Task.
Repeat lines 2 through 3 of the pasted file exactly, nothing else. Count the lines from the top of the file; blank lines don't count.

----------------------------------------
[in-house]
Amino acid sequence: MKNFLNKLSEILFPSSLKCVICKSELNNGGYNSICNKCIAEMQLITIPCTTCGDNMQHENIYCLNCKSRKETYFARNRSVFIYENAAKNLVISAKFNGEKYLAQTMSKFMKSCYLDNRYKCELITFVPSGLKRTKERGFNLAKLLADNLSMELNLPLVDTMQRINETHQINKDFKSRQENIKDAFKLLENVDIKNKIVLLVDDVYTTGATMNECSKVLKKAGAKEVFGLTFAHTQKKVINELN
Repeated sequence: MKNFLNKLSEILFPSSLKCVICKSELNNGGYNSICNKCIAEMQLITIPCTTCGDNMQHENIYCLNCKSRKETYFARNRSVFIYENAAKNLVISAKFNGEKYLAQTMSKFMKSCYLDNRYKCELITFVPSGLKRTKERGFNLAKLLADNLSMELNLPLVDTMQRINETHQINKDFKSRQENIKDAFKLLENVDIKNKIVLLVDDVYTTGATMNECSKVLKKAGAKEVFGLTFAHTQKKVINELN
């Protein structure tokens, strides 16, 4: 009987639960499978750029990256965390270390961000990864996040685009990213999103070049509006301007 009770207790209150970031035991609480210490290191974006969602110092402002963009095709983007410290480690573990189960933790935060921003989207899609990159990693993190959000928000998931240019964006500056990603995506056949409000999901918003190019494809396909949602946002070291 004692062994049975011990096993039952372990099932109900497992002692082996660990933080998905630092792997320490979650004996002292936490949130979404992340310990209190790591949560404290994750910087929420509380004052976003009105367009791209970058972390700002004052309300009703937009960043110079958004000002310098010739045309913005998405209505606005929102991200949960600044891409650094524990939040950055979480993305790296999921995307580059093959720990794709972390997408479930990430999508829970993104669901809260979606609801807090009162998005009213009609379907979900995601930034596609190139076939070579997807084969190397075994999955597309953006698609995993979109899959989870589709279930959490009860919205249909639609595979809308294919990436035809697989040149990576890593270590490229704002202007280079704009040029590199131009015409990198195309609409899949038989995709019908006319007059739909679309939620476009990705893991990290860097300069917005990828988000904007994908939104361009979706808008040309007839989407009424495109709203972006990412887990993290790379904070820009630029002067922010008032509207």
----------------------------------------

Amino acid sequence: MKNFLNKLSEILFPSSLKCVICKSELNNGGYNSICNKCIAEMQLITIPCTTCGDNMQHENIYCLNCKSRKETYFARNRSVFIYENAAKNLVISAKFNGEKYLAQTMSKFMKSCYLDNRYKCELITFVPSGLKRTKERGFNLAKLLADNLSMELNLPLVDTMQRINETHQINKDFKSRQENIKDAFKLLENVDIKNKIVLLVDDVYTTGATMNECSKVLKKAGAKEVFGLTFAHTQKKVINELN
Repeated sequence: MKNFLNKLSEILFPSSLKCVICKSELNNGGYNSICNKCIAEMQLITIPCTTCGDNMQHENIYCLNCKSRKETYFARNRSVFIYENAAKNLVISAKFNGEKYLAQTMSKFMKSCYLDNRYKCELITFVPSGLKRTKERGFNLAKLLADNLSMELNLPLVDTMQRINETHQINKDFKSRQENIKDAFKLLENVDIKNKIVLLVDDVYTTGATMNECSKVLKKAGAKEVFGLTFAHTQKKVINELN